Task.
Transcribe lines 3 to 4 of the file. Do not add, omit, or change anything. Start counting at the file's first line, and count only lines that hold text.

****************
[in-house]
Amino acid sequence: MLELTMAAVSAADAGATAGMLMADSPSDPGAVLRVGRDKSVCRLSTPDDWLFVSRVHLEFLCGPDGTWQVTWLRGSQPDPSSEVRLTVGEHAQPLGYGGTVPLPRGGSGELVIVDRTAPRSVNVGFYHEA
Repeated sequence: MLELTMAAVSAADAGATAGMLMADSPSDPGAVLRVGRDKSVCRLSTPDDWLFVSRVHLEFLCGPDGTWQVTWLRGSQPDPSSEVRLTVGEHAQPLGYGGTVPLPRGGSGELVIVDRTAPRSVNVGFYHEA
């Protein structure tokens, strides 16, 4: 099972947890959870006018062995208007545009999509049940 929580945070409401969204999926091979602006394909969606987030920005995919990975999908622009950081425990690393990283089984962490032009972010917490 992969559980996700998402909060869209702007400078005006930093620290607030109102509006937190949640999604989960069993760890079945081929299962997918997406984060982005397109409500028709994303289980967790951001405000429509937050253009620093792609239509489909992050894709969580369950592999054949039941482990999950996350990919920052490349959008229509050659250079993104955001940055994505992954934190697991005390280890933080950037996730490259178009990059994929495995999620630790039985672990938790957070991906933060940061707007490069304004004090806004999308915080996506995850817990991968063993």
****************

Repeated sequence: MLELTMAAVSAADAGATAGMLMADSPSDPGAVLRVGRDKSVCRLSTPDDWLFVSRVHLEFLCGPDGTWQVTWLRGSQPDPSSEVRLTVGEHAQPLGYGGTVPLPRGGSGELVIVDRTAPRSVNVGFYHEA
């Protein structure tokens, strides 16, 4: 099972947890959870006018062995208007545009999509049940 929580945070409401969204999926091979602006394909969606987030920005995919990975999908622009950081425990690393990283089984962490032009972010917490 992969559980996700998402909060869209702007400078005006930093620290607030109102509006937190949640999604989960069993760890079945081929299962997918997406984060982005397109409500028709994303289980967790951001405000429509937050253009620093792609239509489909992050894709969580369950592999054949039941482990999950996350990919920052490349959008229509050659250079993104955001940055994505992954934190697991005390280890933080950037996730490259178009990059994929495995999620630790039985672990938790957070991906933060940061707007490069304004004090806004999308915080996506995850817990991968063993």